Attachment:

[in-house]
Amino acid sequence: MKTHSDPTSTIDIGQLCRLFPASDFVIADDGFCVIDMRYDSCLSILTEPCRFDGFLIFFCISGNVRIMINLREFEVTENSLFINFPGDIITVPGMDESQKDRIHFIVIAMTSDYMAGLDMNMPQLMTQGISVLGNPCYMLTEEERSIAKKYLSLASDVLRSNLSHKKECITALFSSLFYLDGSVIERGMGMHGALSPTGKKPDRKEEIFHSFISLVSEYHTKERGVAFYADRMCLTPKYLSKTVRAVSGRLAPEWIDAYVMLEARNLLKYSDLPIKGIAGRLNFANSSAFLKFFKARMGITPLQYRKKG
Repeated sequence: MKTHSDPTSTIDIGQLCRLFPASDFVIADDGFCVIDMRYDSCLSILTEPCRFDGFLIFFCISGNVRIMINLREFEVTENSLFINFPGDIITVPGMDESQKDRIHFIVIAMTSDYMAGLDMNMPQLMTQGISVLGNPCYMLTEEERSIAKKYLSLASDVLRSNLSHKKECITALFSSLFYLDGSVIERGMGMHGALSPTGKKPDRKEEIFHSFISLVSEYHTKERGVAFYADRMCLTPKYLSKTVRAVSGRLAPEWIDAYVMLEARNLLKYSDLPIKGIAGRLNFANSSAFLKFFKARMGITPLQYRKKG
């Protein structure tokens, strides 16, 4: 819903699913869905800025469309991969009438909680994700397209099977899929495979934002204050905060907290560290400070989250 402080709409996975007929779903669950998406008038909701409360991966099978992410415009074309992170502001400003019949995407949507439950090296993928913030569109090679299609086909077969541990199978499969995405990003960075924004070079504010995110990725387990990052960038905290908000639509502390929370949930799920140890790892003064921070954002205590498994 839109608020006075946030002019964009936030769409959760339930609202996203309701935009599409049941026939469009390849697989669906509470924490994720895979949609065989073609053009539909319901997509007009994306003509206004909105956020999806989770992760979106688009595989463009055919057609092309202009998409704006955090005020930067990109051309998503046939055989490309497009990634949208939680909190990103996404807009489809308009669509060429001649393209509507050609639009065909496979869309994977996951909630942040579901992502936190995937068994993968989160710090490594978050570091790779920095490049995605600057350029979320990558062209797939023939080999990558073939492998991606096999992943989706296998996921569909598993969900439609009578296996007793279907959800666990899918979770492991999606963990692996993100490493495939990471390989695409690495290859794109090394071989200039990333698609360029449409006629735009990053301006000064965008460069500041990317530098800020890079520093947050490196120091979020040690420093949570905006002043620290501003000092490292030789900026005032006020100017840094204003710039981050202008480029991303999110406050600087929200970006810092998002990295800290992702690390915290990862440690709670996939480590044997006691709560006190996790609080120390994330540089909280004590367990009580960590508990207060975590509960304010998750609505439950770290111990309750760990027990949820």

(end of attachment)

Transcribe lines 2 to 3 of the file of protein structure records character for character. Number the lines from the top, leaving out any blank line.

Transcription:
Amino acid sequence: MKTHSDPTSTIDIGQLCRLFPASDFVIADDGFCVIDMRYDSCLSILTEPCRFDGFLIFFCISGNVRIMINLREFEVTENSLFINFPGDIITVPGMDESQKDRIHFIVIAMTSDYMAGLDMNMPQLMTQGISVLGNPCYMLTEEERSIAKKYLSLASDVLRSNLSHKKECITALFSSLFYLDGSVIERGMGMHGALSPTGKKPDRKEEIFHSFISLVSEYHTKERGVAFYADRMCLTPKYLSKTVRAVSGRLAPEWIDAYVMLEARNLLKYSDLPIKGIAGRLNFANSSAFLKFFKARMGITPLQYRKKG
Repeated sequence: MKTHSDPTSTIDIGQLCRLFPASDFVIADDGFCVIDMRYDSCLSILTEPCRFDGFLIFFCISGNVRIMINLREFEVTENSLFINFPGDIITVPGMDESQKDRIHFIVIAMTSDYMAGLDMNMPQLMTQGISVLGNPCYMLTEEERSIAKKYLSLASDVLRSNLSHKKECITALFSSLFYLDGSVIERGMGMHGALSPTGKKPDRKEEIFHSFISLVSEYHTKERGVAFYADRMCLTPKYLSKTVRAVSGRLAPEWIDAYVMLEARNLLKYSDLPIKGIAGRLNFANSSAFLKFFKARMGITPLQYRKKG